Miliband promises no stamp duty for first-time buyers as he pushes Tories on housing

    Miliband promises no stamp duty for first-time buyers

    Labour leader pushes Tories on housing
    Aviation history is littered with grand failures - from the the Bristol Brabazon to Concorde - but what went wrong with the SuperJumbo?

    Aviation history is littered with grand failures

    But what went wrong with the SuperJumbo?
    Fear of Putin, Islamists and immigration is giving rise to a new generation of Soviet-style 'iron curtains' right across Europe

    Fortress Europe?

    Fear of Putin, Islamists and immigration is giving rise to a new generation of 'iron curtains'
    Never mind what you're wearing, it's what you're reclining on

    Never mind what you're wearing

    It's what you're reclining on that matters
    General Election 2015: Chuka Umunna on the benefits of immigration, humility – and his leader Ed Miliband

    Chuka Umunna: A virus of racism runs through Ukip

    The shadow business secretary on the benefits of immigration, humility – and his leader Ed Miliband
    Yemen crisis: This exotic war will soon become Europe's problem

    Yemen's exotic war will soon affect Europe

    Terrorism and boatloads of desperate migrants will be the outcome of the Saudi air campaign, says Patrick Cockburn
    Marginal Streets project aims to document voters in the run-up to the General Election

    Marginal Streets project documents voters

    Independent photographers Joseph Fox and Orlando Gili are uploading two portraits of constituents to their website for each day of the campaign
    Game of Thrones: Visit the real-life kingdom of Westeros to see where violent history ends and telly tourism begins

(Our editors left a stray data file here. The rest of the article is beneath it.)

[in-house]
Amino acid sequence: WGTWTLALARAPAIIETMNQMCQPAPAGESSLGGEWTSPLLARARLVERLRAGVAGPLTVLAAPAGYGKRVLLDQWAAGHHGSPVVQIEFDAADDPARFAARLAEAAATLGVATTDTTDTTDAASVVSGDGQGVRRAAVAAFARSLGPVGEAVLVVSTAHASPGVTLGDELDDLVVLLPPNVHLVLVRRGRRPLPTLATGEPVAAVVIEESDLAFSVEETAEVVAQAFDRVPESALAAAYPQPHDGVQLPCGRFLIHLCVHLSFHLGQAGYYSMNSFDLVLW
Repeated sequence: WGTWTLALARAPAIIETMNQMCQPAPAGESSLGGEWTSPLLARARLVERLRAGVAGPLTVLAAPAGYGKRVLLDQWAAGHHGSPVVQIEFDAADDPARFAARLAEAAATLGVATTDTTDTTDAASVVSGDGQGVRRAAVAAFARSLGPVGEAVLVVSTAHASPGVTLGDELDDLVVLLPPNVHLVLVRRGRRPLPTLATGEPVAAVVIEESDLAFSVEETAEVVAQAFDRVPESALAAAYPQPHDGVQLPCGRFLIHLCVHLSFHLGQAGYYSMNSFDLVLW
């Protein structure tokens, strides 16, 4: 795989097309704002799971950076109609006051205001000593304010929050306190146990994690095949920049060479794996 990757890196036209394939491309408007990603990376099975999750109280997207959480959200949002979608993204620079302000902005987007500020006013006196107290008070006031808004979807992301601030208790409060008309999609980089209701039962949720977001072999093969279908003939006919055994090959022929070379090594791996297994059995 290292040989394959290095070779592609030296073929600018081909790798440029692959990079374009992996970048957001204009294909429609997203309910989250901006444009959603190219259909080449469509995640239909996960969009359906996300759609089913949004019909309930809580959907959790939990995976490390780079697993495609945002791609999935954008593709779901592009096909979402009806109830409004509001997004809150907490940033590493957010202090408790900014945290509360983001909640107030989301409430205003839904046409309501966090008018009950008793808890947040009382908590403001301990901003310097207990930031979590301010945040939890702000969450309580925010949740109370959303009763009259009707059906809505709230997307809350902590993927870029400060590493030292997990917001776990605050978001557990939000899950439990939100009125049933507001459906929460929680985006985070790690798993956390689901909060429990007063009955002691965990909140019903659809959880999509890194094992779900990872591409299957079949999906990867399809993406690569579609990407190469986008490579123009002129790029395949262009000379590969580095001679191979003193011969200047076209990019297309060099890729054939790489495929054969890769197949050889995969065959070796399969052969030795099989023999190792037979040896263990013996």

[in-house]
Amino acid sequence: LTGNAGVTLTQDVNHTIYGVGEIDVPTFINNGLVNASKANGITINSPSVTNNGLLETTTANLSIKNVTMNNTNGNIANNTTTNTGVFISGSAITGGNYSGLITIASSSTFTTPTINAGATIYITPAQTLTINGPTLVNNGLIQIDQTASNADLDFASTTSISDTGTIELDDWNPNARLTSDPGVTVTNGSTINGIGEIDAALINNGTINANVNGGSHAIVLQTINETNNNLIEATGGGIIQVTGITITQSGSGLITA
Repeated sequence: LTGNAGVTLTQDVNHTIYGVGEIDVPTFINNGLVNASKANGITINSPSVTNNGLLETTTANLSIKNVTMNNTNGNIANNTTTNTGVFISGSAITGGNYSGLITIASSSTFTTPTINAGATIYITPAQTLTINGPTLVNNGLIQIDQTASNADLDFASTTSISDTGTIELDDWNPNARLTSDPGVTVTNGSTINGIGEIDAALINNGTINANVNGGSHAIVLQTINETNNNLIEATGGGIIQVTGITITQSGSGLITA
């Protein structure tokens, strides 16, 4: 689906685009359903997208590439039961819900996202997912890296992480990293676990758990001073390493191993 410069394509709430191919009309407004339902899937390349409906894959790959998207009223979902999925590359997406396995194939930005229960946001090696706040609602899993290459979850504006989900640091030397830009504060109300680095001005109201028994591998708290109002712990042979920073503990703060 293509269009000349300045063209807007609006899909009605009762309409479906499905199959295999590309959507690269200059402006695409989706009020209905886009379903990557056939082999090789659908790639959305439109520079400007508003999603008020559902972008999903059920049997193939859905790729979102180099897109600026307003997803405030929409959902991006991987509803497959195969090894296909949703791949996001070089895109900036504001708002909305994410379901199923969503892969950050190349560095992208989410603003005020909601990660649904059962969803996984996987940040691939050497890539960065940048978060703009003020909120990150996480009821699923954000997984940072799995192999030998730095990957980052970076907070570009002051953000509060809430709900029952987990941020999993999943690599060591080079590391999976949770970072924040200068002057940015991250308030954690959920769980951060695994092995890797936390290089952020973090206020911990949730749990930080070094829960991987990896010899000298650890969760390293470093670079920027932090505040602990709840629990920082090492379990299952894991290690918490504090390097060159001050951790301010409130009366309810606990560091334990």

The real-life kingdom of Westeros

    Is there something a little uncomfortable about Game of Thrones shooting in Northern Ireland?
    How to survive a social-media mauling, by the tough women of Twitter

    How to survive a Twitter mauling

    Mary Beard, Caroline Criado-Perez, Louise Mensch, Bunny La Roche and Courtney Barrasford reveal how to trounce the trolls
    Gallipoli centenary: At dawn, the young remember the young who perished in one of the First World War's bloodiest battles

    At dawn, the young remember the young

    A century ago, soldiers of the Empire – many no more than boys – spilt on to Gallipoli’s beaches. On this 100th Anzac Day, there are personal, poetic tributes to their sacrifice
    Dissent is slowly building against the billions spent on presidential campaigns – even among politicians themselves

    Follow the money as never before

    Dissent is slowly building against the billions spent on presidential campaigns – even among politicians themselves, reports Rupert Cornwell
    Samuel West interview: The actor and director on austerity, unionisation, and not mentioning his famous parents

    Samuel West interview

    The actor and director on austerity, unionisation, and not mentioning his famous parents
    General Election 2015: Imagine if the leading political parties were fashion labels

    Imagine if the leading political parties were fashion labels

    Fashion editor, Alexander Fury, on what the leaders' appearances tell us about them
    Phumzile Mlambo-Ngcuka: Home can be the unsafest place for women

    Phumzile Mlambo-Ngcuka: Home can be the unsafest place for women

    The architect of the HeForShe movement and head of UN Women on the world's failure to combat domestic violence